National Fisherman

ILIAMNA -- In the vast, green, windswept tundra of Southwest Alaska, the planet's greatest remaining stronghold of wild salmon, an open-pit mine of staggering proportions is being hatched.
 
Right now it's just a cluster of buildings in a remote valley, where the silence is broken by the buzz of helicopters bringing workers to collect core samples. But the proposed Pebble mine could become the largest open-pit mine on the continent, and the Environmental Protection Agency figures it could wipe out nearly 100 miles of streams and thousands of acres of wetlands.
 
The deposit of copper and gold is a potential $300 billion bonanza in a place where good jobs can be scarce. The mine's promise of opportunity sits uneasily, though, in a region that produces half the world's wild red salmon and sustains indigenous Alaska Native cultures that have been tied to the fish for at least 4,000 years.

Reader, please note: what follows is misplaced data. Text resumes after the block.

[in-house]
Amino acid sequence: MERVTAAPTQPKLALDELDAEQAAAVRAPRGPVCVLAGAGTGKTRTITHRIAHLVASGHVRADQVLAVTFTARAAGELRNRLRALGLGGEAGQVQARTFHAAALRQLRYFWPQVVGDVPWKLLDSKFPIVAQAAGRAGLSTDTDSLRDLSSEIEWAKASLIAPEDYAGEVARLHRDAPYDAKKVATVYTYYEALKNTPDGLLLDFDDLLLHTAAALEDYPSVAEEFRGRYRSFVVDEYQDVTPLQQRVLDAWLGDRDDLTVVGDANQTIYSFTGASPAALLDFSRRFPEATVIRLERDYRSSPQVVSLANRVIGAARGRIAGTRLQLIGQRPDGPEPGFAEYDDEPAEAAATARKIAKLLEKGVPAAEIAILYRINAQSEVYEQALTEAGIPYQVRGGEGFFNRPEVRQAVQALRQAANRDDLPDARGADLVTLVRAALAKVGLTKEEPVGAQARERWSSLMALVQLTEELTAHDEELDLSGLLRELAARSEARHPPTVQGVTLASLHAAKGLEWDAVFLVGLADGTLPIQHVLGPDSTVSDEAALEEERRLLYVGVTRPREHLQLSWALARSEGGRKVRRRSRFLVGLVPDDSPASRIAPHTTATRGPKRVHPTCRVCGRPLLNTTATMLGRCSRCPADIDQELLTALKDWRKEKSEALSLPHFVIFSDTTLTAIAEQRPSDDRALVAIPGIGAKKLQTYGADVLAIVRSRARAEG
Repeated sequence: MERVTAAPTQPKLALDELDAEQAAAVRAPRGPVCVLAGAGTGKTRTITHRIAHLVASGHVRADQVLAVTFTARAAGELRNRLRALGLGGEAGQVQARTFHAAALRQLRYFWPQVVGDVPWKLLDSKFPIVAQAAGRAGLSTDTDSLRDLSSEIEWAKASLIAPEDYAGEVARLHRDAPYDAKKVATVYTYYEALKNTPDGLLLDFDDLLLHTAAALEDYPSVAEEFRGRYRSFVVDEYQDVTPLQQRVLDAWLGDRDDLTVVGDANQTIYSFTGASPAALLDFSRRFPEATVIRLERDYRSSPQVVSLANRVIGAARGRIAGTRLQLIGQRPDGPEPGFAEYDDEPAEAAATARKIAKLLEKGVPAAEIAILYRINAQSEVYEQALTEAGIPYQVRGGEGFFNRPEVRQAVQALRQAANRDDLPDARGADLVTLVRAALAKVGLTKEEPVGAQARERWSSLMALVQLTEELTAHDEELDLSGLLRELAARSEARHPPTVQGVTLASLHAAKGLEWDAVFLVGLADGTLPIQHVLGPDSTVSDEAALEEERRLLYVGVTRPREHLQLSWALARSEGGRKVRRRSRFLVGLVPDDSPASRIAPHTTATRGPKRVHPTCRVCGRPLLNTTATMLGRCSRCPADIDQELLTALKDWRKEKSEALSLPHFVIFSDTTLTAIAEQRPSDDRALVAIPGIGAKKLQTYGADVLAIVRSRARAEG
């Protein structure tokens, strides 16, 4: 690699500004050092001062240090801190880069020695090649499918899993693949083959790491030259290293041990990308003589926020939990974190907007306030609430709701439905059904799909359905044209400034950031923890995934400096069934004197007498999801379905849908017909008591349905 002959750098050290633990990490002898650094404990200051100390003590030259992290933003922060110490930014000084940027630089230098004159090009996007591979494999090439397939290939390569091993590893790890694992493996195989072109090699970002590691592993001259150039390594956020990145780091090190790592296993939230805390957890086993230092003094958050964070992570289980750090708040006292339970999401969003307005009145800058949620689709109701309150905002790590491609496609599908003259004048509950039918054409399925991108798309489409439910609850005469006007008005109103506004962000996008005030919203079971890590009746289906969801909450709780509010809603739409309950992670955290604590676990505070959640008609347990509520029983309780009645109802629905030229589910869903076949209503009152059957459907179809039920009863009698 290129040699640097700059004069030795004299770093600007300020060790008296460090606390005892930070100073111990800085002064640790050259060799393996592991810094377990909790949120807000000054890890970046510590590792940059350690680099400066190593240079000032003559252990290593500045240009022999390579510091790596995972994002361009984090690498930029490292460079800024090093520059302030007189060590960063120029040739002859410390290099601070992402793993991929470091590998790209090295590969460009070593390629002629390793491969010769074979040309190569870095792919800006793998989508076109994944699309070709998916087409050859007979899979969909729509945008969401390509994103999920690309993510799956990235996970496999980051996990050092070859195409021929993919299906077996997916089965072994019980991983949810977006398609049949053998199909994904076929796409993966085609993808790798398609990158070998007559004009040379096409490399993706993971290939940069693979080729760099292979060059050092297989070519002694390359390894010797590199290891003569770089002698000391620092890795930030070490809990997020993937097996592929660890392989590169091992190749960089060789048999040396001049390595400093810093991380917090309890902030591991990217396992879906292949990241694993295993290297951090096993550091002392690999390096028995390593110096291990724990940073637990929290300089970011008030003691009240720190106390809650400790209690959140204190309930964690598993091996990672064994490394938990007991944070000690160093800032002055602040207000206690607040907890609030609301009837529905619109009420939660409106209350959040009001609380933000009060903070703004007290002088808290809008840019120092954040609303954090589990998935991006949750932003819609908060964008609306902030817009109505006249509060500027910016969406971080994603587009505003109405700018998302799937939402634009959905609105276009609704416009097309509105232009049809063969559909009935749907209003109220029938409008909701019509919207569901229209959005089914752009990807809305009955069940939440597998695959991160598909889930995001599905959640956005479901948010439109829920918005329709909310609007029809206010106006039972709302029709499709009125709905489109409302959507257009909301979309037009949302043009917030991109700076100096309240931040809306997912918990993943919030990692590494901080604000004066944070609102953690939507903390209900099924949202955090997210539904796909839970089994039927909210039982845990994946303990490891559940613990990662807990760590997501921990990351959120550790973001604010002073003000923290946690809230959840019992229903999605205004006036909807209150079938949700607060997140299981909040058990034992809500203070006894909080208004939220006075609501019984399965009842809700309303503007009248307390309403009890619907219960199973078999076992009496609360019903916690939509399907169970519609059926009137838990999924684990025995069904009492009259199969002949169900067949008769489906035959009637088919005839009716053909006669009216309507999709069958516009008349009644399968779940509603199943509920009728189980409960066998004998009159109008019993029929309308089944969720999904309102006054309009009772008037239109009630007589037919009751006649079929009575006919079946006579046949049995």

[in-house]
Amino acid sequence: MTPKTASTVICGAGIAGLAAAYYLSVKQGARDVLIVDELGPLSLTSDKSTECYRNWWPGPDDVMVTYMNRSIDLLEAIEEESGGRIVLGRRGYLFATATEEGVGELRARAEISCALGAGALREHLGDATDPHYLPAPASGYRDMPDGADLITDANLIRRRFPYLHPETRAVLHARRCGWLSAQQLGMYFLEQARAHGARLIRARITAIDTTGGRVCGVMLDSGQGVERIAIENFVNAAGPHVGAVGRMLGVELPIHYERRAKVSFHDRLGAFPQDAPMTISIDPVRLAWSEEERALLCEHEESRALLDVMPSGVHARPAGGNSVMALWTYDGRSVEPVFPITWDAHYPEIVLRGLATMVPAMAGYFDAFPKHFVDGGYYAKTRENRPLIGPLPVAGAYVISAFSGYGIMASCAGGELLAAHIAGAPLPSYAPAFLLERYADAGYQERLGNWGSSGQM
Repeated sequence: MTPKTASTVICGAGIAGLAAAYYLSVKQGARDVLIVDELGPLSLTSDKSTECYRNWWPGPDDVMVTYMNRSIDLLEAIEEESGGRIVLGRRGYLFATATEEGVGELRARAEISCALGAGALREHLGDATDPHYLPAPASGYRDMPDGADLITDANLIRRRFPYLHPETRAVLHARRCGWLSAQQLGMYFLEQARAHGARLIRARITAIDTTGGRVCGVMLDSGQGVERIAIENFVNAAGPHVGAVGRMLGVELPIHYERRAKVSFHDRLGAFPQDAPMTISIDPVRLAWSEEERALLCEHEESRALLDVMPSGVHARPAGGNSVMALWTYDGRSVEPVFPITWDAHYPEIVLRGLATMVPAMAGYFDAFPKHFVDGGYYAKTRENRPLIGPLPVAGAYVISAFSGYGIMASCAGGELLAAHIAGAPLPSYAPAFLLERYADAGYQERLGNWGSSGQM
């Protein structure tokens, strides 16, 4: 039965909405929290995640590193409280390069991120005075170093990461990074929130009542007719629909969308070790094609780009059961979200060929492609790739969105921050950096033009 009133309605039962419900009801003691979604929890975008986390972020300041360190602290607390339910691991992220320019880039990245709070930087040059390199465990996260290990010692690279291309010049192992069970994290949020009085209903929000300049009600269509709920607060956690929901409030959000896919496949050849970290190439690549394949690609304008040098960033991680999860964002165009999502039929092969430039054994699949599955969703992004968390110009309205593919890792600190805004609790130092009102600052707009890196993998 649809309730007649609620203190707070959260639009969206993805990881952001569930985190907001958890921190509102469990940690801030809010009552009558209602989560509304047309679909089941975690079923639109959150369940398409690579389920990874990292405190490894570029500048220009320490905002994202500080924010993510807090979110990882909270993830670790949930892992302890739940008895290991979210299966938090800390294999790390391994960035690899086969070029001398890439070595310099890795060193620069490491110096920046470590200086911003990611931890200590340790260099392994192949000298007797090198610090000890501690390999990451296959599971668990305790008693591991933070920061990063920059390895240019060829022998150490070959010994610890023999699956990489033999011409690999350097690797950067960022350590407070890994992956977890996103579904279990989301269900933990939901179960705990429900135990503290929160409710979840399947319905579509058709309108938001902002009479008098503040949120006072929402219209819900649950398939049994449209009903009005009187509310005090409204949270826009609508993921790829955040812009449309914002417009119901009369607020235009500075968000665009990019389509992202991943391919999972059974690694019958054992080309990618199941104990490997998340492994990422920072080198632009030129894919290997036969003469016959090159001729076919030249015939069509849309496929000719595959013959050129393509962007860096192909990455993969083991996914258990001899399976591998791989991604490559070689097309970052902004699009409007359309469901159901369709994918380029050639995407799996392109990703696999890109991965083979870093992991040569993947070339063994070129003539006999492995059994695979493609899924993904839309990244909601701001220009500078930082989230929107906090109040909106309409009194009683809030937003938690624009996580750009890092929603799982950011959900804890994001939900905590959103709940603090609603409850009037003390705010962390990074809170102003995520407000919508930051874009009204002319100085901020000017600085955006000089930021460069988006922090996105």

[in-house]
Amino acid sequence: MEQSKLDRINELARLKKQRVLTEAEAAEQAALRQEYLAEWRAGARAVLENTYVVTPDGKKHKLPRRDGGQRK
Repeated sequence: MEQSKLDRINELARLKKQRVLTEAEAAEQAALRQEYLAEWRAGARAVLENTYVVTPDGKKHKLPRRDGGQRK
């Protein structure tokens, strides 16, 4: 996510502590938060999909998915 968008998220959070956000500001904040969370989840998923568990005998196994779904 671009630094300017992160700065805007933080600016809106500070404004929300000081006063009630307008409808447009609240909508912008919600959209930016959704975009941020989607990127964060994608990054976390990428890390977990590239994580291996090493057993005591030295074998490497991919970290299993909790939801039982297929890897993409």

"When the mine happens, it will destroy a culture," said Jack Allen, the owner of Nushagak Cab in the Bristol Bay fishing community of Dillingham. "Fishing is not just about money here; it's life."
 
Read the full story at Anchorage Daily News>>

National Fisherman Live

National Fisherman Live: 11/06/14

In this episode:

NOAA report touts 2013 landings, value increases
Panama fines GM salmon company Aquabounty
Gulf council passes Reef Fish Amendment 40
Maine elver quota cut by 2,000 pounds
Offshore mussel farm would be East Coast’s first

 

Inside the Industry

Fishermen in Western Australia captured astonishing footage this week as a five-meter-long great white shark tried to steal their catch, ramming into the side of their boat.
 
Read more...
EAST SAND ISLAND, Oregon—Alexa Piggott is crawling through a dark, dusty, narrow tunnel on this 62-acre island at the mouth of the Columbia River. On the ground above her head sit thousands of seabirds. Piggott, a crew leader with Bird Research Northwest, is headed for an observation blind from which she'll be able to count them.
 
Read more...
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